ENTRYPOINT executable_first arg1; executable_second arg1 arg2

This version will create a shell and executes above command. Here you can use any shell syntax such as ";", "&", "|", etc. So you can run any number of commands here. If you have complex set of commands to run, you can create separate shell script and use it.

CMD my_script.sh arg1
ENTRYPOINT my_script.sh arg1

EXEC format:

CMD ["executable", "parameter 1", "parameter 2", …]
ENTRYPOINT ["executable", "parameter 1", "parameter 2", …]

Here you can notice that only first parameter is an executable. From the second parameter, everything become an arguments/parameters for that executable.

To run multiple commands in EXEC format

CMD ["/bin/sh", "-c", "executable_first arg1; executable_second"]
CMD ["/bin/sh", "-c", "executable_first arg1; executable_second"]

In above command, we have used shell command as executable to run the command. This is the only way to run multiple commands in EXEC format.

Following are WRONG

CMD ["executable_first parameter", "executable_second parameter"]
ENTRYPOINT ["executable_first parameter", "executable_second parameter"]
CMD ["executable_first", "parameter", ";", "executable_second",  "parameter"]
ENTRYPOINT ["executable_first", "parameter", ";", "executable_second", "parameter"]
0

Can I run multiple programs in a Docker container?

Yes. But with significant risks.


Below is the same answer as above. But with details and a recommended resolution. If you're interested in those.

Not Recommended

Warning. Using the same container for multiple services is not recommended by the Docker community, though. The Docker documentation reads: "It is generally recommended that you separate areas of concern by using one service per container." Source at:

https://archive.ph/3Roa6#selection-307.2-307.100

https://docs.docker.com/config/containers/multi-service_container/

If you choose to ignore the recommendation above, you container risk to be with weaker security, increasingly unstable, and in the future a painful growth.

If you are ok with those risks above, the documentation to use one container for multiple services is at:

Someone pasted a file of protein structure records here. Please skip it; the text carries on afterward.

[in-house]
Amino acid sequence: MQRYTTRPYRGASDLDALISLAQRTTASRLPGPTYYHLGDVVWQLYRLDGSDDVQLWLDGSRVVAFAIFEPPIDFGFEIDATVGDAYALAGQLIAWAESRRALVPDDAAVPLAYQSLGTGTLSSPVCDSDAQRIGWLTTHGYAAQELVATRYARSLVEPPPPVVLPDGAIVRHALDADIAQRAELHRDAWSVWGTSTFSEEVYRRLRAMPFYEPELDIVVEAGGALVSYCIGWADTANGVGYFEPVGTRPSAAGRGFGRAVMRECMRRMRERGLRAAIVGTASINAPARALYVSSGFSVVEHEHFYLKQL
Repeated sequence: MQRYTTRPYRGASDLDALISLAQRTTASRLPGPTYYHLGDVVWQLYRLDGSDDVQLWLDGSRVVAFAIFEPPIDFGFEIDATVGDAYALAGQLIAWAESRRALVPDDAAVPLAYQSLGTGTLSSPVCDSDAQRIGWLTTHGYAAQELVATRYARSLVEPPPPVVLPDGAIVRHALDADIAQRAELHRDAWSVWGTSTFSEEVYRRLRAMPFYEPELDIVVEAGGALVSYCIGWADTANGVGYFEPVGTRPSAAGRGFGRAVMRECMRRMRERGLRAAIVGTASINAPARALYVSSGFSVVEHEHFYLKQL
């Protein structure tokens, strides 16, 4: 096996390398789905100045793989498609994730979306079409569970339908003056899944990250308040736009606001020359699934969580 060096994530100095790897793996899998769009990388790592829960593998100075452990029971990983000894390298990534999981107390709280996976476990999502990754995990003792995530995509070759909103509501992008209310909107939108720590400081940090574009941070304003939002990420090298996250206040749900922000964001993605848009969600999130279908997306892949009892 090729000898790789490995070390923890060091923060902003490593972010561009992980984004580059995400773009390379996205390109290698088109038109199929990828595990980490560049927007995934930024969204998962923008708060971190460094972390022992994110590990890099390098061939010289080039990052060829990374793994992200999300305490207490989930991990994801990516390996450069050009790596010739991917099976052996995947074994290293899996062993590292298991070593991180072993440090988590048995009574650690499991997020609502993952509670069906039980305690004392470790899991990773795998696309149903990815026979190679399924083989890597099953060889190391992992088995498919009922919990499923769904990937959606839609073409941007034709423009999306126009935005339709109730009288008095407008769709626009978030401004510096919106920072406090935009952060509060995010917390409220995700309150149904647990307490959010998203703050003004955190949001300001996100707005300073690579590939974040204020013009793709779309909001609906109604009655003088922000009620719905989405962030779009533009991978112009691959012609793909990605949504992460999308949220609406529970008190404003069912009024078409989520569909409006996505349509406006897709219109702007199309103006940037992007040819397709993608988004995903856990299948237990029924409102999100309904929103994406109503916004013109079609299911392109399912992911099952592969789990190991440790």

https://archive.ph/3Roa6#selection-335.0-691.1

https://docs.docker.com/config/containers/multi-service_container/

Recommended

If you need a container(s) with stronger security, and more stability, and in the future, scale bigger, as well as better performance, then the Docker community recommends those two steps:

  1. Use one service per Docker container. The end result is that you will have multiple containers.

  2. Use this Docker "Networking" feature to connect any of those containers to your liking.

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  • I never really understood why this is, especially for local dev containers. Some projects get so wildly out of control you'll have 30 containers spun up and the whole thing is just a complete dog performance wise. Where 1 container would be more manageable.
    – Ryan Mann
    Apr 4, 2023 at 8:43
0

Recently I came across the need to run several processes in one docker container. Moreover, some of these applications depend on others, and must also be stopped gracefully to avoid data corruption.

I tried to work with supervisord, but it didn't work for me for some reasons.

So I decided to make my own utility with all the functionality I needed, take a look: https://github.com/yungvldai/maestro. Maybe this will be useful to you. If you have any questions feel free to open an issue :)